One of the fundamental problems in a federal system is the problem who should have the deciding voice in the question of the division of power between the State and the Nation. This problem is twofold: First: Is this question to be decided by the component "states" or by the nation or confederacy as a whole? Second: What organ - legislative, executive, or judicial, - should be entitled to speak in the name of the deciding authority, whether that be "state" or "nation"? It is generally assumed that the United States Constitution has solved this problem by giving the United States Supreme Court final authority to decide all questions arising out of the distribution of power between State and Nation, just as it has given it the power to decide all questions arising out of the distribution of power in the Federal government itself between its legislative, executive, and judicial organs. Both branches of this assumption are, in my opinion, erroneous. In my Government by Judiciary I have endeavored to prove, by an examination of the history of the United States Constitution, and of the history of the United States under the Constitution, that our present system of government, which is virtually a Government by Judiciary, instead of a government by the people as is commonly supposed, was not authorized by the Constitution, and was not foreseen by its framers or early interpreters. That work has dealt, however, primarily, with the question of the distribution of power within the federal government itself, and within the states themselves as far as judicial control is concerned, and only touched incidentally upon the problem of distribution of power between State and Nation, - this problem being touched upon only insofar as it illustrates the main question of judicial control of the legislative and executive departments in our system of government. This led to some curious misunderstandings as to my position on the question of the proper method of determining the distribution of power between State and Nation. I am therefore grateful for the opportunity given me in this article of clarifying my position on this subject. It is the purpose of this article to treat this subject, as far as possible, without complicating it with the greater problem discussed in my Government by Judiciary. I must, therefore, refer my readers to that work for any phase of the subject which involves the major question of our constitutional system.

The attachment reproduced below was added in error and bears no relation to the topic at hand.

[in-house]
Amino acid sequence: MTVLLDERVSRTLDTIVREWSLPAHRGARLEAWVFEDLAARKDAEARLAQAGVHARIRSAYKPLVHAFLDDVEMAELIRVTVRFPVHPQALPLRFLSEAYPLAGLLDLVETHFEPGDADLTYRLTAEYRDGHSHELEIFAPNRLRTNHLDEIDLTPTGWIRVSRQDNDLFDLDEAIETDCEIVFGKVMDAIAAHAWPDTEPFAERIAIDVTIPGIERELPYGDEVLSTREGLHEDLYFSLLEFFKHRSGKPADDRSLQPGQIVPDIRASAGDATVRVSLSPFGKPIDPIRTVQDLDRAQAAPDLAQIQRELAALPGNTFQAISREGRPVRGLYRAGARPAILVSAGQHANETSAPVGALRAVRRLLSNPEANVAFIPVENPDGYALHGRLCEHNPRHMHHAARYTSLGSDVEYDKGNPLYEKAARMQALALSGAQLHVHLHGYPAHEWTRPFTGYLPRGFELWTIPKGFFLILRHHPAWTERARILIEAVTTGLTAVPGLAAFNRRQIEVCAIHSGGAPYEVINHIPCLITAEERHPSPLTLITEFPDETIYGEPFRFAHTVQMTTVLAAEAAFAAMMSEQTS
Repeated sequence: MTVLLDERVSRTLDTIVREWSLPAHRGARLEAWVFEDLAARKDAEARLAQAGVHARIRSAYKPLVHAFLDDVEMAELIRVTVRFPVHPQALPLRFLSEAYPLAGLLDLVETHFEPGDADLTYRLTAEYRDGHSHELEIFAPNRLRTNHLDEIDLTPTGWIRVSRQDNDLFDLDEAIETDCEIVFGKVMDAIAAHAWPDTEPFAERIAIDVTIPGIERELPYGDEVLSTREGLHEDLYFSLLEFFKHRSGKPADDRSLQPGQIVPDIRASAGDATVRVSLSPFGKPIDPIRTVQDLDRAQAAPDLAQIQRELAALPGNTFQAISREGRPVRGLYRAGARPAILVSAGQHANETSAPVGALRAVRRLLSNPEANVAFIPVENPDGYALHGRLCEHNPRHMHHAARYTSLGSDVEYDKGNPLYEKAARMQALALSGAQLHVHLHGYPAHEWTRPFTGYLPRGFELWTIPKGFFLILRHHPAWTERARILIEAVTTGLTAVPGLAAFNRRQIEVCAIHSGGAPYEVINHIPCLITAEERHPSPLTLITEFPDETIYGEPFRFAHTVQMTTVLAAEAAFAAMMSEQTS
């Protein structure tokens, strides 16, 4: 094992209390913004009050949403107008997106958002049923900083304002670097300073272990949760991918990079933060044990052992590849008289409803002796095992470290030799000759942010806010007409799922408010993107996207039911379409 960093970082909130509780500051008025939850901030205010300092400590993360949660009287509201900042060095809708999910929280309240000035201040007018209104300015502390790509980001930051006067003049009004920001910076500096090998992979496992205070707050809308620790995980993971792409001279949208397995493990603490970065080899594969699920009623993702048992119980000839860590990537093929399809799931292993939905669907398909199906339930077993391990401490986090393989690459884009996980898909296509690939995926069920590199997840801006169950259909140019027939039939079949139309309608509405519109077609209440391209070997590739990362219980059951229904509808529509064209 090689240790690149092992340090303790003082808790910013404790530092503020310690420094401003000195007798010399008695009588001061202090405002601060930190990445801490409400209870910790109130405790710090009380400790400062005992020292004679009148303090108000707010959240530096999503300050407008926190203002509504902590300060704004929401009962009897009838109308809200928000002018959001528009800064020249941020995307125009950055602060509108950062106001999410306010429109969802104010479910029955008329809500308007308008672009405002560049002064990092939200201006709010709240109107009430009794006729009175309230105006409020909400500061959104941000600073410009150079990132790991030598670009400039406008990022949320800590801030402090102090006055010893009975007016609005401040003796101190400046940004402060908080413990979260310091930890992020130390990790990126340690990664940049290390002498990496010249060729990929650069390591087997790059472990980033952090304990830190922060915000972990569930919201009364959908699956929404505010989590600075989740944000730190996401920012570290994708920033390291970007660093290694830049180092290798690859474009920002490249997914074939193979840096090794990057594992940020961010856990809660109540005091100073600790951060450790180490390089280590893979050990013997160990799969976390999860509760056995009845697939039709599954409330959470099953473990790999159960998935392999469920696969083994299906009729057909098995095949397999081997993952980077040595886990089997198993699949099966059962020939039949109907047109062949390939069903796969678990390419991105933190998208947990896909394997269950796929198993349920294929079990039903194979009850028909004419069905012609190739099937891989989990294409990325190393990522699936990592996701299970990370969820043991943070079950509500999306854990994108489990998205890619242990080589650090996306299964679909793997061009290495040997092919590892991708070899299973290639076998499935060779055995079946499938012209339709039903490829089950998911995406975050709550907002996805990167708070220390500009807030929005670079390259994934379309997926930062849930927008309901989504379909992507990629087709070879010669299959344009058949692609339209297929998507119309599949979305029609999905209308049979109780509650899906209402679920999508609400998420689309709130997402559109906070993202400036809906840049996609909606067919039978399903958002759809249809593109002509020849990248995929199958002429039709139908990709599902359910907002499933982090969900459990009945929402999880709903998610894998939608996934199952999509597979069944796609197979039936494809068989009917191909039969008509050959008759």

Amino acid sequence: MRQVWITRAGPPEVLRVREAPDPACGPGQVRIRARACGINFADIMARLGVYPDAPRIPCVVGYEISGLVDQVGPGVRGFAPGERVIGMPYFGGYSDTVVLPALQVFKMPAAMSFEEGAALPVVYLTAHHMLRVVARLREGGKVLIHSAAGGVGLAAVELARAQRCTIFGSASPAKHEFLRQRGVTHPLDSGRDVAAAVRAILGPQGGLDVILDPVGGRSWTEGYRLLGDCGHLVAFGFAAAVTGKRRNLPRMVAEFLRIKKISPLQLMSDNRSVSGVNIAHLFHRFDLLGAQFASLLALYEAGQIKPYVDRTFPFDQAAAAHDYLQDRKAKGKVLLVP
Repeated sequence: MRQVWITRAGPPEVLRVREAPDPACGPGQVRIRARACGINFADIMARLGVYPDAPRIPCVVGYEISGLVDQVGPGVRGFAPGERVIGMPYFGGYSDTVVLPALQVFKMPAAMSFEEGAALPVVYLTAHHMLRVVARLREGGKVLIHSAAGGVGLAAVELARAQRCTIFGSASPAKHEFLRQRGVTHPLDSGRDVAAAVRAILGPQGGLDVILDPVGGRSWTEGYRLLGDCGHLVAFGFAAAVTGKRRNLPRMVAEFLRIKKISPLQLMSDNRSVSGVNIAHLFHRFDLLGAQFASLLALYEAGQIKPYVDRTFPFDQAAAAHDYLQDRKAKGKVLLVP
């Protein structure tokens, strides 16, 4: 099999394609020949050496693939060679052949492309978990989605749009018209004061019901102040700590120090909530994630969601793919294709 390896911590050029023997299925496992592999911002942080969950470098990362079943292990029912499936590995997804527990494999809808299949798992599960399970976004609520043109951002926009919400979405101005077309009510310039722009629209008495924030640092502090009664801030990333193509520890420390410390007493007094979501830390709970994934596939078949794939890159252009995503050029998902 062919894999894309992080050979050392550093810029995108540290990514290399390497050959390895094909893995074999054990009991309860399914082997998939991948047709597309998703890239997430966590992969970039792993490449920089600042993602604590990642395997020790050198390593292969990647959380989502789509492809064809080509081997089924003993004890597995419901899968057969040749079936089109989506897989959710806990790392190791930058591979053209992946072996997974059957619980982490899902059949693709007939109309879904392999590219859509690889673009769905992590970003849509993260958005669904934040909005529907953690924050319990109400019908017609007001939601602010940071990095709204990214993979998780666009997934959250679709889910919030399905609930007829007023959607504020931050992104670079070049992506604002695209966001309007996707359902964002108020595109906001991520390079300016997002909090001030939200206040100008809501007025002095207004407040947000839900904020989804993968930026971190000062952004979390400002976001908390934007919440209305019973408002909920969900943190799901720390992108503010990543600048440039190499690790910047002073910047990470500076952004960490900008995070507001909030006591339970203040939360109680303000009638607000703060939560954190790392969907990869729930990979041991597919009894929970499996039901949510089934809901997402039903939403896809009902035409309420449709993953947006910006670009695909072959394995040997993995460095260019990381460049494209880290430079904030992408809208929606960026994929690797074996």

Louis B. Boudin,
State and Nation in a Federal System,
W. Va. L. Rev.
Available at: https://researchrepository.wvu.edu/wvlr/vol41/iss1/2